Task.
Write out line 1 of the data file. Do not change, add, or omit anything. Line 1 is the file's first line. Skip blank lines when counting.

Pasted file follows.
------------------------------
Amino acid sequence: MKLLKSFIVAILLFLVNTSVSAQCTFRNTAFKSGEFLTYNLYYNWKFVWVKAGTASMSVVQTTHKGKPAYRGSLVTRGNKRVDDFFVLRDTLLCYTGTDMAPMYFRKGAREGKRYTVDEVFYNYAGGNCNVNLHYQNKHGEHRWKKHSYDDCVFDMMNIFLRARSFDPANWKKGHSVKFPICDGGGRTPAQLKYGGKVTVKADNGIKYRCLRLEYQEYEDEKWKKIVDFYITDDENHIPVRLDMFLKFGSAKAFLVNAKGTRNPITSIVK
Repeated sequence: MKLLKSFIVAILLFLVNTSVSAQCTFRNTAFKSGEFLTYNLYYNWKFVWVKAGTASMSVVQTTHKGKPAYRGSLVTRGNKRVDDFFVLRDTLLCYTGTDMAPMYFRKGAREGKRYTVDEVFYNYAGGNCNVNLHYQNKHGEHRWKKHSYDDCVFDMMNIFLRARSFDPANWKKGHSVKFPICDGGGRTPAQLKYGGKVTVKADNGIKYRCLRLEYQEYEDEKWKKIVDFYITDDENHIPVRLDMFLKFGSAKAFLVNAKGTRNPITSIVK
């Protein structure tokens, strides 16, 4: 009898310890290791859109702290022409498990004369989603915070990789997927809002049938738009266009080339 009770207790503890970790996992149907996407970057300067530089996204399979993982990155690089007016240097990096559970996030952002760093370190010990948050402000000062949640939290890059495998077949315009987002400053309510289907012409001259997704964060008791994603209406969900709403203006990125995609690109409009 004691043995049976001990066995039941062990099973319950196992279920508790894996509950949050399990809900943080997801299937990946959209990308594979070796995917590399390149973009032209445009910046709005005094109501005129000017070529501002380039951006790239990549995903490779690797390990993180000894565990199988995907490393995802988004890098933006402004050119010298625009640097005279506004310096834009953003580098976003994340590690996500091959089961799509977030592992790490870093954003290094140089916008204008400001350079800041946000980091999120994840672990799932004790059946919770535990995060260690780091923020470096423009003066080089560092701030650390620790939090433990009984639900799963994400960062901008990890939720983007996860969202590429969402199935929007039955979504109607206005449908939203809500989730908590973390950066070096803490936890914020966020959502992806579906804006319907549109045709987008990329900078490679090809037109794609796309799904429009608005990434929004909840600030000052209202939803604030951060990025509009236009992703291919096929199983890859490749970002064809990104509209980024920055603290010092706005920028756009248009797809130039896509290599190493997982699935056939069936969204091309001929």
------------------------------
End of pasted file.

Amino acid sequence: MKLLKSFIVAILLFLVNTSVSAQCTFRNTAFKSGEFLTYNLYYNWKFVWVKAGTASMSVVQTTHKGKPAYRGSLVTRGNKRVDDFFVLRDTLLCYTGTDMAPMYFRKGAREGKRYTVDEVFYNYAGGNCNVNLHYQNKHGEHRWKKHSYDDCVFDMMNIFLRARSFDPANWKKGHSVKFPICDGGGRTPAQLKYGGKVTVKADNGIKYRCLRLEYQEYEDEKWKKIVDFYITDDENHIPVRLDMFLKFGSAKAFLVNAKGTRNPITSIVK